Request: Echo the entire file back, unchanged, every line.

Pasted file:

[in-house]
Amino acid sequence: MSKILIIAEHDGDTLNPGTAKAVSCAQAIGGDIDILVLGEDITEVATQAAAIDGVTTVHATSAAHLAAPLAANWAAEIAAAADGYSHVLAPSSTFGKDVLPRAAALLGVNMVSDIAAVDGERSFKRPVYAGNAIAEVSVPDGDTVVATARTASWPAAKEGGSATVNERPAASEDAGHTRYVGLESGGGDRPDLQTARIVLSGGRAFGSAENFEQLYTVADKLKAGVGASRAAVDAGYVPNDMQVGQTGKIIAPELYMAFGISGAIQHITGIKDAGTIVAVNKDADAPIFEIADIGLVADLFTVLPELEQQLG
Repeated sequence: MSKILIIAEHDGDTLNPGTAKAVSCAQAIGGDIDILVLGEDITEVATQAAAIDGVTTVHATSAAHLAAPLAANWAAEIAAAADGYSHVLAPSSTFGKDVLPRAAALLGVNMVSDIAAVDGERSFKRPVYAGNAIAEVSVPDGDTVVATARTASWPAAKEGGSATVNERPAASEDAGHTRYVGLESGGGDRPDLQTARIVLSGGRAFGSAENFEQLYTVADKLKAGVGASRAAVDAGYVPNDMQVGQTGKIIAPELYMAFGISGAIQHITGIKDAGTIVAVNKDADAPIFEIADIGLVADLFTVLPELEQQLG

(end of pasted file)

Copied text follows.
[in-house]
Amino acid sequence: MSKILIIAEHDGDTLNPGTAKAVSCAQAIGGDIDILVLGEDITEVATQAAAIDGVTTVHATSAAHLAAPLAANWAAEIAAAADGYSHVLAPSSTFGKDVLPRAAALLGVNMVSDIAAVDGERSFKRPVYAGNAIAEVSVPDGDTVVATARTASWPAAKEGGSATVNERPAASEDAGHTRYVGLESGGGDRPDLQTARIVLSGGRAFGSAENFEQLYTVADKLKAGVGASRAAVDAGYVPNDMQVGQTGKIIAPELYMAFGISGAIQHITGIKDAGTIVAVNKDADAPIFEIADIGLVADLFTVLPELEQQLG
Repeated sequence: MSKILIIAEHDGDTLNPGTAKAVSCAQAIGGDIDILVLGEDITEVATQAAAIDGVTTVHATSAAHLAAPLAANWAAEIAAAADGYSHVLAPSSTFGKDVLPRAAALLGVNMVSDIAAVDGERSFKRPVYAGNAIAEVSVPDGDTVVATARTASWPAAKEGGSATVNERPAASEDAGHTRYVGLESGGGDRPDLQTARIVLSGGRAFGSAENFEQLYTVADKLKAGVGASRAAVDAGYVPNDMQVGQTGKIIAPELYMAFGISGAIQHITGIKDAGTIVAVNKDADAPIFEIADIGLVADLFTVLPELEQQLG